Object #1020951 from MS-Papers-0032-0815

3 pages written 26 Mar 1872 by Alexander McLean in Maraekakaho to Sir Donald McLean

From: Inward family correspondence - Alexander McLean (brother), Reference Number MS-Papers-0032-0815 (48 digitised items). Letters written from Napier and Maraekakaho mainly about station matters. Includes one letter from Canterbury, Jul 1861, and one from Ashburton, Sep 1868

A transcription/translation of this document (by MD) appears below.

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English (MD)

26 March 1872

Maraekakaho

My dear brother

I received yours of the 13 J from Otago and glad to hear you were well affter the capsise you had on the west coast which you never said aneything about but it is well you don't feel the worse.

I am glad to tell you that all is well hear. The sheep and stock never looked better since they came hear. The foot rot has disapeared. I do not think there is half a score sheep infected

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English (MD)

the run before shearing. I got Condie to burn some 6 or 7 hundred bushels of lime which was done at the station and of the shears they went through arsenic and then on to a small yard covered with unsclacked lime which caused a complete cure. We never had the foot rot on the lands among the ewe flock on the upper run. Among the dry sheep however we are not afraid of the foot rot much affter what we have seen. I have known there to be a complete cure by many years ago in New South Wales without aneything else but pairing the hoof.

I am little at home at present in the day time having four lines of fenceing to look affter and getting on well with at present the large paddock at Spur Nairn is nearley finished to put the Lingtoon [Lincoln] rams with the ewes. The rest of the others boundairers are at work by contrack verry reasonable beteween £50 and 60 pounds per mile. The dry weather never did us no harm.

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English (MD)


The country is improving fast. We could have as maney more sheep during the dry weather. An imence crop of grass at present. You would be pleased to se the station at this time. I had the old Hapuka last night in the best of humour affter the last fall out we had. He is up to tricks about that land he sold Kinross at Rakaua. Paul is better still hear. No great troubl[e]. I am writing with candle light and not making a good hand at it and I shall leave of and soon write you a long letter. Hopeing you are all well. In haste.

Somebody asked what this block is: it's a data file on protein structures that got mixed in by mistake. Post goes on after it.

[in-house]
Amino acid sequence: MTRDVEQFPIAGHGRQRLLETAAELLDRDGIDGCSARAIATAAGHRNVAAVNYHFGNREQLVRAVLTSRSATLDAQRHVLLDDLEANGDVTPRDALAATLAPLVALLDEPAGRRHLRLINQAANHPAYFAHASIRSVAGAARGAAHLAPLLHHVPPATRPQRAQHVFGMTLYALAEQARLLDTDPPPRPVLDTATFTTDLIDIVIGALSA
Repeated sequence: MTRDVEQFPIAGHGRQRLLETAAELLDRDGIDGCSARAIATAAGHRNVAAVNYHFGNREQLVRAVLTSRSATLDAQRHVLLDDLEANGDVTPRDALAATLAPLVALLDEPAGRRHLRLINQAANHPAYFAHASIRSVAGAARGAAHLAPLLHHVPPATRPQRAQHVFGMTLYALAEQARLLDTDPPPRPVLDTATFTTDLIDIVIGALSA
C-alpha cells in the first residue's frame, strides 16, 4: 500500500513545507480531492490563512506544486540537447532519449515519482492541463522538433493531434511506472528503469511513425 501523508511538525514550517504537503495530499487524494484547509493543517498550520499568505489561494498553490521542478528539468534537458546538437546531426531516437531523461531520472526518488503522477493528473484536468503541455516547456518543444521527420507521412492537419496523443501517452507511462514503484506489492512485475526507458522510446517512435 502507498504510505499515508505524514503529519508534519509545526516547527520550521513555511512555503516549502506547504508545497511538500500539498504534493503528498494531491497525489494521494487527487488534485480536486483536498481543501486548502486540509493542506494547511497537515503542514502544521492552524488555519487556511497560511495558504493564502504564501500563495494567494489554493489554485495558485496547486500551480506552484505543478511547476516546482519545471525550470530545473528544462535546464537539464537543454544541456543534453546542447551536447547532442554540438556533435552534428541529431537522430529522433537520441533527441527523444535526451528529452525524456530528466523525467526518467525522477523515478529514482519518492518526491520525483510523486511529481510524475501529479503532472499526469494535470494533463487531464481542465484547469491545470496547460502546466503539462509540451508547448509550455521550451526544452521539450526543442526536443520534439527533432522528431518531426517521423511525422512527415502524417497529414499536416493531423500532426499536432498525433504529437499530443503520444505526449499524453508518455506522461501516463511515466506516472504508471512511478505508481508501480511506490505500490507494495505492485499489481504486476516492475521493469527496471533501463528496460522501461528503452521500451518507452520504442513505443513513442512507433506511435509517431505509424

Your allways
Alexander McLean

English (MD)

26 March 1872

Maraekakaho

My dear brother

I received yours of the 13 J from Otago and glad to hear you were well affter the capsise you had on the west coast which you never said aneything about but it is well you don't feel the worse.

I am glad to tell you that all is well hear. The sheep and stock never looked better since they came hear. The foot rot has disapeared. I do not think there is half a score sheep infected the run before shearing. I got Condie to burn some 6 or 7 hundred bushels of lime which was done at the station and of the shears they went through arsenic and then on to a small yard covered with unsclacked lime which caused a complete cure. We never had the foot rot on the lands among the ewe flock on the upper run. Among the dry sheep however we are not afraid of the foot rot much affter what we have seen. I have known there to be a complete cure by many years ago in New South Wales without aneything else but pairing the hoof.

I am little at home at present in the day time having four lines of fenceing to look affter and getting on well with at present the large paddock at Spur Nairn is nearley finished to put the Lingtoon [Lincoln] rams with the ewes. The rest of the others boundairers are at work by contrack verry reasonable beteween £50 and 60 pounds per mile. The dry weather never did us no harm.

The country is improving fast. We could have as maney more sheep during the dry weather. An imence crop of grass at present. You would be pleased to se the station at this time. I had the old Hapuka last night in the best of humour affter the last fall out we had. He is up to tricks about that land he sold Kinross at Rakaua. Paul is better still hear. No great troubl[e]. I am writing with candle light and not making a good hand at it and I shall leave of and soon write you a long letter. Hopeing you are all well. In haste.


Your allways
Alexander McLean

Part of:
Inward family correspondence - Alexander McLean (brother), Reference Number MS-Papers-0032-0815 (48 digitised items)
Series 9 Inwards family letters, Reference Number Series 9 Inwards family letters (1204 digitised items)
McLean Papers, Reference Number MS-Group-1551 (30238 digitised items)

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